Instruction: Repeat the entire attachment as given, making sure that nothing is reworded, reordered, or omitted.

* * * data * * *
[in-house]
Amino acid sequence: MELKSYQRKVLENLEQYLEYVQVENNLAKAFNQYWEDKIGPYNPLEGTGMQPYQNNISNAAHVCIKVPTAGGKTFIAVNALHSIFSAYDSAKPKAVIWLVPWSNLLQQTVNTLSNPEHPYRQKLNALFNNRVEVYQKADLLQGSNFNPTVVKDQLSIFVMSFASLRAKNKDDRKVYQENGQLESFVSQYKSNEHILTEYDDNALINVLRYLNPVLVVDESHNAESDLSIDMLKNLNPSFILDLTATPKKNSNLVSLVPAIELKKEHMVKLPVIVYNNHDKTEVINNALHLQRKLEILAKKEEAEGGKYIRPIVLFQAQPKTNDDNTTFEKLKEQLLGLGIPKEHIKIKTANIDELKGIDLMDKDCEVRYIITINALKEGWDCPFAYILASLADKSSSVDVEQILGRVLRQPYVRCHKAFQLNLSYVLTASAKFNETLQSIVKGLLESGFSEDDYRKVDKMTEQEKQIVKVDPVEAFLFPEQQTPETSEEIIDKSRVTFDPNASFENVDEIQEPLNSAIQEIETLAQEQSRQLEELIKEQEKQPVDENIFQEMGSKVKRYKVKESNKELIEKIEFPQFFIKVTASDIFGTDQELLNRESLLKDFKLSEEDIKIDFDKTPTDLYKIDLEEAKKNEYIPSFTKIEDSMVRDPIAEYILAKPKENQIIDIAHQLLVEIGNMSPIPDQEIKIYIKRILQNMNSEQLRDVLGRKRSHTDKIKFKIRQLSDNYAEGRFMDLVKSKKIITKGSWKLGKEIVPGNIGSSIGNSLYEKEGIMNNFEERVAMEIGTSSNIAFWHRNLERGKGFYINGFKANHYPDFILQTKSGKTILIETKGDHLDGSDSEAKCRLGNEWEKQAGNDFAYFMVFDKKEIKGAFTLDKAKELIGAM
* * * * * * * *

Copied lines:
[in-house]
Amino acid sequence: MELKSYQRKVLENLEQYLEYVQVENNLAKAFNQYWEDKIGPYNPLEGTGMQPYQNNISNAAHVCIKVPTAGGKTFIAVNALHSIFSAYDSAKPKAVIWLVPWSNLLQQTVNTLSNPEHPYRQKLNALFNNRVEVYQKADLLQGSNFNPTVVKDQLSIFVMSFASLRAKNKDDRKVYQENGQLESFVSQYKSNEHILTEYDDNALINVLRYLNPVLVVDESHNAESDLSIDMLKNLNPSFILDLTATPKKNSNLVSLVPAIELKKEHMVKLPVIVYNNHDKTEVINNALHLQRKLEILAKKEEAEGGKYIRPIVLFQAQPKTNDDNTTFEKLKEQLLGLGIPKEHIKIKTANIDELKGIDLMDKDCEVRYIITINALKEGWDCPFAYILASLADKSSSVDVEQILGRVLRQPYVRCHKAFQLNLSYVLTASAKFNETLQSIVKGLLESGFSEDDYRKVDKMTEQEKQIVKVDPVEAFLFPEQQTPETSEEIIDKSRVTFDPNASFENVDEIQEPLNSAIQEIETLAQEQSRQLEELIKEQEKQPVDENIFQEMGSKVKRYKVKESNKELIEKIEFPQFFIKVTASDIFGTDQELLNRESLLKDFKLSEEDIKIDFDKTPTDLYKIDLEEAKKNEYIPSFTKIEDSMVRDPIAEYILAKPKENQIIDIAHQLLVEIGNMSPIPDQEIKIYIKRILQNMNSEQLRDVLGRKRSHTDKIKFKIRQLSDNYAEGRFMDLVKSKKIITKGSWKLGKEIVPGNIGSSIGNSLYEKEGIMNNFEERVAMEIGTSSNIAFWHRNLERGKGFYINGFKANHYPDFILQTKSGKTILIETKGDHLDGSDSEAKCRLGNEWEKQAGNDFAYFMVFDKKEIKGAFTLDKAKELIGAM